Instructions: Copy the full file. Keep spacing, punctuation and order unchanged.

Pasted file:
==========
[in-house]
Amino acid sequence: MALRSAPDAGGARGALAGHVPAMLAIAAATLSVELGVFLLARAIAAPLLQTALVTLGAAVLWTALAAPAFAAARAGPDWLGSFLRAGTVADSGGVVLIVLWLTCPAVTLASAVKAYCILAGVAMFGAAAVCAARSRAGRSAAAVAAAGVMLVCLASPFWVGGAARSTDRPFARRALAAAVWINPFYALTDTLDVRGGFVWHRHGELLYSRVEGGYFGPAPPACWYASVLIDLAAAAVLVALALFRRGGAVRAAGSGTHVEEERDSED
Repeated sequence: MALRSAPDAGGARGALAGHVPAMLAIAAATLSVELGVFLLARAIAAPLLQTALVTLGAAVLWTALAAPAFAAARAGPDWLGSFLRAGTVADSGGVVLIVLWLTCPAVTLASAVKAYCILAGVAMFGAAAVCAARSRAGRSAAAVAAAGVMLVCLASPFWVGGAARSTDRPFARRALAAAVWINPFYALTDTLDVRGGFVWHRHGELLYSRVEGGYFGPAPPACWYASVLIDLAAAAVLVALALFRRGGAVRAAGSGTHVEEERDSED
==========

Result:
[in-house]
Amino acid sequence: MALRSAPDAGGARGALAGHVPAMLAIAAATLSVELGVFLLARAIAAPLLQTALVTLGAAVLWTALAAPAFAAARAGPDWLGSFLRAGTVADSGGVVLIVLWLTCPAVTLASAVKAYCILAGVAMFGAAAVCAARSRAGRSAAAVAAAGVMLVCLASPFWVGGAARSTDRPFARRALAAAVWINPFYALTDTLDVRGGFVWHRHGELLYSRVEGGYFGPAPPACWYASVLIDLAAAAVLVALALFRRGGAVRAAGSGTHVEEERDSED
Repeated sequence: MALRSAPDAGGARGALAGHVPAMLAIAAATLSVELGVFLLARAIAAPLLQTALVTLGAAVLWTALAAPAFAAARAGPDWLGSFLRAGTVADSGGVVLIVLWLTCPAVTLASAVKAYCILAGVAMFGAAAVCAARSRAGRSAAAVAAAGVMLVCLASPFWVGGAARSTDRPFARRALAAAVWINPFYALTDTLDVRGGFVWHRHGELLYSRVEGGYFGPAPPACWYASVLIDLAAAAVLVALALFRRGGAVRAAGSGTHVEEERDSED